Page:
In one memorable scene, Death asks his Library for a complete list of dangerous animals on the continent known as XXXX, aka Fourecks. He is immediately buried under books, including Dangerous Mammals, Reptiles, Amphibians, Birds, Fish, Jellyfish, Insects, Spiders, Crustaceans, Grasses, Trees, Mosses and Lichens of Terror Incognita, volume 29c, part three. A slight exaggeration? Perhaps. He then asks for a complete list of species that are not deadly, and gets a small leaflet on which is written, “Some of the sheep.”

This book isn’t about Death, though, as much fun as that may be. This is about the worst wizard on the Disc. The classic inadvertent hero, who had seen so much of the world but only as a blur while he ran from danger. The hero who truly just wants to be left alone, perhaps with a potato – Rincewind.

What you most need to know about Rincewind is that he absolutely does not want to be a hero. He craves a boring life, one in which the most he has to worry about is whether to have his potatoes baked, mashed, or deep fried. He does not want to be chased by mad highwaymen, put in prison for sheep theft, or required to completely change the climate of an entire continent. He doesn’t want to time travel, be guided by strange, otherworldly kangaroos or fall in with a troupe of suspiciously masculine female performers. He just wants peace and quiet.

This? This is an Australian rain forest.

The universe, of course, has other ideas. And so it is up to Rincewind to once again save the day. The continent of Fourecks has never seen rain – in fact, they think the very idea of water that falls from the sky is ludicrous. But there are legends of what they call The Wet – the day when water will be found on the surface of the ground, rather than hundreds of feet below it. And while they don’t know how it will happen exactly, they do know it will happen. Lucky for Rincewind, the universe has chosen him to make sure that it does.

I really can’t list all of the Australia references because there are just too many. From drop bears to Vegemite, Mad Max to Priscilla, Queen of the Desert, they’re pretty much all there.

This book is, like so many other Discworld, books, a lot of fun to read. One of the more interesting sections in the book is one that’s not strictly necessary. Exploring a strange window in the University which, for some reason, leads to a beach, the Wizards of the Unseen University find themselves marooned thousands of miles away and thousands of years back in time. On this weird little island, they meet one of the most unusual gods on the Disc – the god of evolution.

And sometimes even gods get bored.

This god isn’t interested in the normal godly things – lolling about and being worshiped, occasionally smiting a few followers here and there. As Pratchett puts it, “It is a general test of the omnipotence of a god that they can see the fall of a tiny bird. But only one god makes notes, and a few adjustments, so that next time it can fall further and faster.” This god of evolution is devoted to making life forms better, often one at a time, and lives on a strange little island where there’s only one of everything, but everything yearns to be useful. With him, the wizards are able to explore evolution and natural selection and figure out why sex is just so darn useful.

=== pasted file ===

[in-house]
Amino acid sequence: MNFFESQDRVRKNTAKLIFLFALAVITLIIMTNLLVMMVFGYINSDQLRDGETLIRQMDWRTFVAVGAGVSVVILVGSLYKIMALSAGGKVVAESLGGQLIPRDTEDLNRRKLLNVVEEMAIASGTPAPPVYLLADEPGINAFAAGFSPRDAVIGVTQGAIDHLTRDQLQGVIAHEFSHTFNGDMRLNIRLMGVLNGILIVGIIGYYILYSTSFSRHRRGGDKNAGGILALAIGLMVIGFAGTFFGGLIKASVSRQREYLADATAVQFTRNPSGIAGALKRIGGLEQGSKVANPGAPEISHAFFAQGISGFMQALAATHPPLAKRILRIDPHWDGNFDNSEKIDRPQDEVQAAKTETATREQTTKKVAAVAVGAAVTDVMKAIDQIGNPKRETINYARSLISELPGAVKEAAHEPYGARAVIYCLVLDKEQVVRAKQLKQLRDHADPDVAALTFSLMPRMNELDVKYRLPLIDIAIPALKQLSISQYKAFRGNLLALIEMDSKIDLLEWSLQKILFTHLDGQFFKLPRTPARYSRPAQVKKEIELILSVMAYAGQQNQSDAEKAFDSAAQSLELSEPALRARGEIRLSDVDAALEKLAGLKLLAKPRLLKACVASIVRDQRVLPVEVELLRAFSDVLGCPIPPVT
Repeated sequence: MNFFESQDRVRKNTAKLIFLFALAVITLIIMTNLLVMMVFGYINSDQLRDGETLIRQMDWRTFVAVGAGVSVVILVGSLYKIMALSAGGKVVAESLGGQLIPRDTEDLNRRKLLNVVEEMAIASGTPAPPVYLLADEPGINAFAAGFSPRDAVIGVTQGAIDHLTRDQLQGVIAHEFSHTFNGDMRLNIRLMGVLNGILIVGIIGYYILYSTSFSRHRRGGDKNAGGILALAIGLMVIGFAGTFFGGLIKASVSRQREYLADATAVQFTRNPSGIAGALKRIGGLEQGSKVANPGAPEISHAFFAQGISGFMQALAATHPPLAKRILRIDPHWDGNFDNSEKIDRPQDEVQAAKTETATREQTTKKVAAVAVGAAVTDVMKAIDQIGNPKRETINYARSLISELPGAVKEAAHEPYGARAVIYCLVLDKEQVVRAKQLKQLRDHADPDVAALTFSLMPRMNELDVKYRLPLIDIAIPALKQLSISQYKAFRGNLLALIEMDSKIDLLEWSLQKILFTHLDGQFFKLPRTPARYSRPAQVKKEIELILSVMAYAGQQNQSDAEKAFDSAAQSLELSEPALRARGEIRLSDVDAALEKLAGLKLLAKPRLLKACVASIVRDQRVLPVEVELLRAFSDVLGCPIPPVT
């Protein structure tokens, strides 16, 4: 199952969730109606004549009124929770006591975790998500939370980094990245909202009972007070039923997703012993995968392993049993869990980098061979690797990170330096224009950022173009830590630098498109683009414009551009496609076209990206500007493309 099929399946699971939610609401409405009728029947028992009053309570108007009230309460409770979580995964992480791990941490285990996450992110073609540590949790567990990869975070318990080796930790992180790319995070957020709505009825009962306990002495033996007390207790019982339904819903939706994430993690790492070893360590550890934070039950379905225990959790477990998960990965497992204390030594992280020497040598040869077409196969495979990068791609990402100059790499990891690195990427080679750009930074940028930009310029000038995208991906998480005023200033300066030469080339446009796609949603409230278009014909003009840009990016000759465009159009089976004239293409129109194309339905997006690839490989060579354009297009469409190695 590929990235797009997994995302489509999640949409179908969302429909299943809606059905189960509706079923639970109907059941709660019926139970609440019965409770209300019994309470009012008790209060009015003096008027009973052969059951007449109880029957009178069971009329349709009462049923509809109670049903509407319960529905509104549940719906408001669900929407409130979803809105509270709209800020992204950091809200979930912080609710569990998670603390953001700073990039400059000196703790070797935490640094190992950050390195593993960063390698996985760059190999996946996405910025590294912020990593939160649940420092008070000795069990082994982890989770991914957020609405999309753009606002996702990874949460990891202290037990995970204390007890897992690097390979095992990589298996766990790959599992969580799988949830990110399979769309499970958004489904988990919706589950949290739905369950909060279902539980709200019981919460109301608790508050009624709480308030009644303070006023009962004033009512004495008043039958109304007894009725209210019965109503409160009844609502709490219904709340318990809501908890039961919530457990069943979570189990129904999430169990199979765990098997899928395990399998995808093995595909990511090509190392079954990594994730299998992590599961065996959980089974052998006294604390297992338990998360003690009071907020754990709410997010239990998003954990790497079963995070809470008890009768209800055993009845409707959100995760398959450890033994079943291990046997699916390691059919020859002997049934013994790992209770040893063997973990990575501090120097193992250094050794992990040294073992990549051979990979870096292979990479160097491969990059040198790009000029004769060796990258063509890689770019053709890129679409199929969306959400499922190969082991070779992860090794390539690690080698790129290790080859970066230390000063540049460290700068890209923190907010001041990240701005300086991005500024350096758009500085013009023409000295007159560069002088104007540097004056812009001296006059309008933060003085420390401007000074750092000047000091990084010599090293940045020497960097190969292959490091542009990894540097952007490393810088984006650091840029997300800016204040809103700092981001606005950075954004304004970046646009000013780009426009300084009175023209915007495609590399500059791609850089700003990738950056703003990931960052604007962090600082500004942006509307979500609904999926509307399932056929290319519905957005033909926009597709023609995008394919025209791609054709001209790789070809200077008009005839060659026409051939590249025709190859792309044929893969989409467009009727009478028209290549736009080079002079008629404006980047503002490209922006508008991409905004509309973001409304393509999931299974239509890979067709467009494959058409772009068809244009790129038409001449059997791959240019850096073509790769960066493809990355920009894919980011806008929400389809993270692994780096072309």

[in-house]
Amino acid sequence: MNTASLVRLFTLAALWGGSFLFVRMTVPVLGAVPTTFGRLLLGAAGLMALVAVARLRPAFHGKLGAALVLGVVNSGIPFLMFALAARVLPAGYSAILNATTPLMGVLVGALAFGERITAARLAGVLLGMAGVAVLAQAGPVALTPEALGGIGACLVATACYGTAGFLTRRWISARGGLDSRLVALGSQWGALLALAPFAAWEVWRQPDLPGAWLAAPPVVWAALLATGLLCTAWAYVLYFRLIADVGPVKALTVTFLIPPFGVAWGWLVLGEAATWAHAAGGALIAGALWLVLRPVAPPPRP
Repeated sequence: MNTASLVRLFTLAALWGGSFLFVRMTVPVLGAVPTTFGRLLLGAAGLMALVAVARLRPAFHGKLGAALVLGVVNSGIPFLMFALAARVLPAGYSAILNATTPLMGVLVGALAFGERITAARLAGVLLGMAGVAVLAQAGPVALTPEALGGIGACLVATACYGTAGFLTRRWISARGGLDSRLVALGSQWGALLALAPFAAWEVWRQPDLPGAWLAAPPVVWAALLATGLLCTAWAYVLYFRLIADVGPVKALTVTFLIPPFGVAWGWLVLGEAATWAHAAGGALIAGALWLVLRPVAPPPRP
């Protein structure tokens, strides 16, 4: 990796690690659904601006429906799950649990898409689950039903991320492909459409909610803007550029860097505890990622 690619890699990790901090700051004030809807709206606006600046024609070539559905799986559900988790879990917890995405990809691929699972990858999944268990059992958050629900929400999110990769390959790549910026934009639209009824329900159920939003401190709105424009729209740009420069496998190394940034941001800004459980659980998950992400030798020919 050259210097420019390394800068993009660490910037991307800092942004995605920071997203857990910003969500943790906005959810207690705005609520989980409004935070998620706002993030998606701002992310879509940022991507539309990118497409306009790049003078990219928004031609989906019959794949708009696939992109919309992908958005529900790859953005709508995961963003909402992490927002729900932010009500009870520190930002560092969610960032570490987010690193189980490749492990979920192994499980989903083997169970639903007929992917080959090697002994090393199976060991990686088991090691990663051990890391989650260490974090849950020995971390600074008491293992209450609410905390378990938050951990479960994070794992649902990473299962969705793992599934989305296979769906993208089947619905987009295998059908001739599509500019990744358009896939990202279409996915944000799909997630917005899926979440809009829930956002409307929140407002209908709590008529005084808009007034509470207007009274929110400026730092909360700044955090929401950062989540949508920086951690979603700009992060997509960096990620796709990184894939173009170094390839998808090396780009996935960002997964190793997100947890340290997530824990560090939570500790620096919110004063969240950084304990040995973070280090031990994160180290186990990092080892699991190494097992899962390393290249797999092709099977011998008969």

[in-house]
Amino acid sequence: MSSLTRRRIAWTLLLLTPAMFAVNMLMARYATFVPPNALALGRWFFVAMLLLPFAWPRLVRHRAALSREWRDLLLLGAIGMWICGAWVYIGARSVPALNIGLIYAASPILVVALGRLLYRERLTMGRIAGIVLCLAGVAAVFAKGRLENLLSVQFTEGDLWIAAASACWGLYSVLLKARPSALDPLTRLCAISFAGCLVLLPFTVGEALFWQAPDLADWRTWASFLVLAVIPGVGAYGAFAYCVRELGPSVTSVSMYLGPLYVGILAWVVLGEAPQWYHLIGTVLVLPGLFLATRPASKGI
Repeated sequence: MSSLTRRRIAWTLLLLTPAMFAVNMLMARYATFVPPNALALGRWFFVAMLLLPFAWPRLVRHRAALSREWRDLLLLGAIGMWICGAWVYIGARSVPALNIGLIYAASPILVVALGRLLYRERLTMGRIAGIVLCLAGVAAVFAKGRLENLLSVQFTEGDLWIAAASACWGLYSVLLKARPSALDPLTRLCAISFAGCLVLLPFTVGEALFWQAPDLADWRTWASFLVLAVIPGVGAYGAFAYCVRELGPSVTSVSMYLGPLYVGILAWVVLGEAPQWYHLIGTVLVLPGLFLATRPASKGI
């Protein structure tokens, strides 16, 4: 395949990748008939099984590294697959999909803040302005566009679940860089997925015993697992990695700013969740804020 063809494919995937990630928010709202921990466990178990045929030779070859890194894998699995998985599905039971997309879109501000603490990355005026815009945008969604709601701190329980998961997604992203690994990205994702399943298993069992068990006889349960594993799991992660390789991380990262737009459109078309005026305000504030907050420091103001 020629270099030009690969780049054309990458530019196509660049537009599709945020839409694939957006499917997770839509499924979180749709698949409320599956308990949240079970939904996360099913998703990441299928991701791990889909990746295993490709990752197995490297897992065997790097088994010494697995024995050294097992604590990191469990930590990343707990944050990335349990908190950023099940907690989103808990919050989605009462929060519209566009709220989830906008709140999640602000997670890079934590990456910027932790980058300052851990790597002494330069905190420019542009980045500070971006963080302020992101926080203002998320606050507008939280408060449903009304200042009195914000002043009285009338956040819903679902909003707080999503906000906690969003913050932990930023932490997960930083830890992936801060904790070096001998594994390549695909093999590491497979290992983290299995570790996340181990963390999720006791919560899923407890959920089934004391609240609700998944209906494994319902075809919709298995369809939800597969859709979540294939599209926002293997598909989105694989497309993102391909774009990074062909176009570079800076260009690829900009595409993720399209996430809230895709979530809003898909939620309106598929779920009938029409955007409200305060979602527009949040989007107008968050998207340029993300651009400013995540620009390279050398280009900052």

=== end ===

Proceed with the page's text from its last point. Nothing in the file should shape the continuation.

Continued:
I say that this section isn’t strictly necessary because it just isn’t. It’s certainly interesting, and I suppose the god’s island is a nice echo of the real Australia, where evolution has had a long time to tinker and come up with some really weird stuff, but in terms of the story, it’s not all that important a plot point. In fact, the wizards in general don’t contribute much to the story other than to make it longer and funnier. Their exploration of evolution and Rincewind’s unwilling quest to bring rain to the barren land of Fourecks are almost wholly unrelated to each other, up until the very end.

I can’t see how a group like this would ever cause trouble.

This isn’t to say that they’re unwelcome – I love watching the wizards explore the world. The combination of personalities whenever all the wizards get together is one that offers endless hours of reading fun, and I think that without them, the book would have been less enjoyable. They’re just not essential to the plot, is all, and if that kind of thing is important to you, then you might not enjoy this book so much.

Me, I love science and I love Discworld. While the actual Science of Discworld series was kind of dry and boring in the end, I love it when Pratchett explores real-world science through the eyes of his Discworld characters. By looking at science from another perspective, he is able to make it perhaps a little more understandable to people who otherwise might write science off as “too hard.”

This book is a trip through time and space and Australia. It’s a long, strange trip, to be sure, but an entertaining one.

—————————————————-
“It’s not many times in your life you get the chance to die of hunger on some bleak continent some thousands of years before you’re born. We should make the most of it.”
– The Dean
—————————————————–

Terry Pratchett on Wikipedia
The Last Continent on Wikipedia
The Last Continent on Amazon.com
Terry Pratchett’s homepage

2 Comments

Filed under Discworld, evolution, fantasy, gods, humor, science, Terry Pratchett, wizardry

Review 172: The Great Hunt (Wheel of Time 02)

Wheel of Time 02: The Great Hunt by Robert Jordan

Excerpted from the White Tower Guide to Channeling, Section Four: So You’re a Man who can Channel: